HVACR is harder if you don’t understand the concepts behind the ideal gas law. First, let’s define some words.
- Matter – Matter is “stuff,” anything that has weight and takes up space.
- Mass – You can think of it as weight for most purposes; it is a measurement of how much “stuff” there is.
- Volume – How much space the stuff takes up.
- Temperature – The average intensity of heat energy at that point. It is literally the average molecular velocity of the stuff you are measuring.
- Pressure – The force exerted on, in, or by matter.
In HVACR we are constantly dealing with concepts contained in the ideal gas law which informs us of how matter and contained environments respond to changes in temperature, volume, pressure, and mass.
What is an ideal gas?
An ideal gas is a gas that obeys the ideal gas law. It behaves in a predictable way with changes in volume, pressure, temperature, and mass.
The ideal gas law: PV: nRT
While many gases behave close to ideal at normal temperatures, there is no gas that obeys the ideal gas law in all conditions.
- P = Absolute pressure (gauge pressure + atmospheric pressure)
- V = Volume
- n = Mass measured in “moles” (the number of molecules)
- R = The universal gas constant (varies depending on the units of measure being used. Example: [lbf ft/(lb mol oR)]= 8.3145 )
- T = Absolute temperature (temperature in a scale that starts at absolute zero like Kelvin or Rankine)
The result is that many gases that we work with behave in about the same way with changes in mass, volume, temperature, and pressure.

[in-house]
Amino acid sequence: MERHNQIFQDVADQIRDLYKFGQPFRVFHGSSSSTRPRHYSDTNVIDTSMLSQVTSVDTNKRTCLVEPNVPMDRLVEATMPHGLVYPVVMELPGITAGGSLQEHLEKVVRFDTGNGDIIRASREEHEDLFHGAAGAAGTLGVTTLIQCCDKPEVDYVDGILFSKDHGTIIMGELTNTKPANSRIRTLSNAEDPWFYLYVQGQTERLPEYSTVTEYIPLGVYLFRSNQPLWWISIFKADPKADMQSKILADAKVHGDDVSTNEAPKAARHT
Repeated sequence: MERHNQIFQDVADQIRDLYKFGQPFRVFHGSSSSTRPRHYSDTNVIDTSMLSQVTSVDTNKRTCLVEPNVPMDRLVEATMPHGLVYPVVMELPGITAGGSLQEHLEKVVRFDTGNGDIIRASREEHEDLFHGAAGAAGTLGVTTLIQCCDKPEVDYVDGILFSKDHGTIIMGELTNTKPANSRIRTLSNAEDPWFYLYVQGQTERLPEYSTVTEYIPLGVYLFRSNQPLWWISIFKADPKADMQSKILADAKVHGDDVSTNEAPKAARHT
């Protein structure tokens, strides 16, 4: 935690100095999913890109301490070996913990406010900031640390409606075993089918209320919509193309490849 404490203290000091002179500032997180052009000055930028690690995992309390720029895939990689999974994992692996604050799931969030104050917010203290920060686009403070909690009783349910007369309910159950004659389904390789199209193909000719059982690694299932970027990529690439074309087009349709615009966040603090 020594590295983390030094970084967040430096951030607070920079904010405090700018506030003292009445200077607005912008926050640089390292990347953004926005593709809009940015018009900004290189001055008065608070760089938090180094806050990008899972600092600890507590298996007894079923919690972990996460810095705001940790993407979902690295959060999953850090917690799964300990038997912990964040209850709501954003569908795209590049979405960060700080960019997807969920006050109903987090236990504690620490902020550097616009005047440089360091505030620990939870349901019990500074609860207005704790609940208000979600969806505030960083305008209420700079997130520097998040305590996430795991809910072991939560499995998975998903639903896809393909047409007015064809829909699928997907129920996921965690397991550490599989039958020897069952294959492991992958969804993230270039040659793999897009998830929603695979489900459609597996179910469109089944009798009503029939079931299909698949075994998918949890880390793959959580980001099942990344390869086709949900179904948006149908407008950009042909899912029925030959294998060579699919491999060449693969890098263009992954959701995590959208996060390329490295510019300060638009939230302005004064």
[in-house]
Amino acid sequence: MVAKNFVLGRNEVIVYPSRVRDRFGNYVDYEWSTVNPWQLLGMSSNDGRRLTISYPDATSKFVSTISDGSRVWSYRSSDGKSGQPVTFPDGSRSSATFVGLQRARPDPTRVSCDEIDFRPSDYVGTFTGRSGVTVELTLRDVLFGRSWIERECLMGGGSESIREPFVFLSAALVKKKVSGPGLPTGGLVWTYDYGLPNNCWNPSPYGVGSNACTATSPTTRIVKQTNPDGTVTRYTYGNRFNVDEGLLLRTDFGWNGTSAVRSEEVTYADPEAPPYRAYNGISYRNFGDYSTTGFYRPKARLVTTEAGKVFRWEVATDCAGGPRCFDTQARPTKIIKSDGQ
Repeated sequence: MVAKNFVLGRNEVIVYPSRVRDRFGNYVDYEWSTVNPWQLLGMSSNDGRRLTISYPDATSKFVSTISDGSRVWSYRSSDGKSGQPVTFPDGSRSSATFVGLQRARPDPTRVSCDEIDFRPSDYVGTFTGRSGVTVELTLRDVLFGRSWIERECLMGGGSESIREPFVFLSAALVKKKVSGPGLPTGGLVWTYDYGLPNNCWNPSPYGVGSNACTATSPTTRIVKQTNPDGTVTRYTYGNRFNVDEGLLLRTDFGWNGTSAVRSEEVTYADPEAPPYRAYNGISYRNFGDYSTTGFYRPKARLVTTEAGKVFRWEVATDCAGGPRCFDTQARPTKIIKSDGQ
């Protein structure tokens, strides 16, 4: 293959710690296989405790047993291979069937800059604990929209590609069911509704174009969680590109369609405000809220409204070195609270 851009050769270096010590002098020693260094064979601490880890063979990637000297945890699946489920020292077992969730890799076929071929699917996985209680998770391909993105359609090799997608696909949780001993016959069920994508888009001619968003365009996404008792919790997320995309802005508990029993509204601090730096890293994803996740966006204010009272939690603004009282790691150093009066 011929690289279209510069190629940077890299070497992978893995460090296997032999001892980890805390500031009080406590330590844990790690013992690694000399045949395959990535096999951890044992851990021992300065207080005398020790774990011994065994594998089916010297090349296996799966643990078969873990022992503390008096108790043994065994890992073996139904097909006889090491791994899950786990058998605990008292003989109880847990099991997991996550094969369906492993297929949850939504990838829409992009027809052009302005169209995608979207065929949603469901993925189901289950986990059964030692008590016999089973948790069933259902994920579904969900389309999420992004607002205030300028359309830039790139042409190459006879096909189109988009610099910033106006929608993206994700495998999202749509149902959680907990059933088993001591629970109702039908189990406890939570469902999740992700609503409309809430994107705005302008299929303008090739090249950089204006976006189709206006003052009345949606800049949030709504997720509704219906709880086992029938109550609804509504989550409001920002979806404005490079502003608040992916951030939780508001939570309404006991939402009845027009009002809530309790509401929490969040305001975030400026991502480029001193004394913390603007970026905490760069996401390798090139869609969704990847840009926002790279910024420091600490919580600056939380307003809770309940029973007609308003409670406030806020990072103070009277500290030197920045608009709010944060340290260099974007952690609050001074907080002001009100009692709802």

Why Does it “Matter” (Pun Intended)
Understanding the relationships between temperature, pressure, volume, and mass in contained (closed) environments like an HVAC refrigerant circuit and uncontained (open) environments like the air outside is really helpful.
The most practical thing to know is this: A decrease in temperature causes a decrease in pressure or a decrease in pressure causes a drop in temperature. An increase in either results in the opposite effect.
In HVACR it is important that we understand the impact changes in temperature, pressure, volume, and mass will have inside a system.
When we add or remove refrigerant we are changing the refrigerant mass, which impacts the pressures and temperatures. When one system has a smaller condenser coil than another, the decrease in internal volume will increase the pressure and temperature if the refrigerant mass is the same.
When the air passing over an evaporator coil is colder, the pressure in the coil will be lower because the gas law teaches us that a decrease in temperature equals a decrease in pressure.
All of these factors are interconnected and if you don’t understand the ideal gas law, you won’t understand how they impact one another.
Publication date: 7/8/2019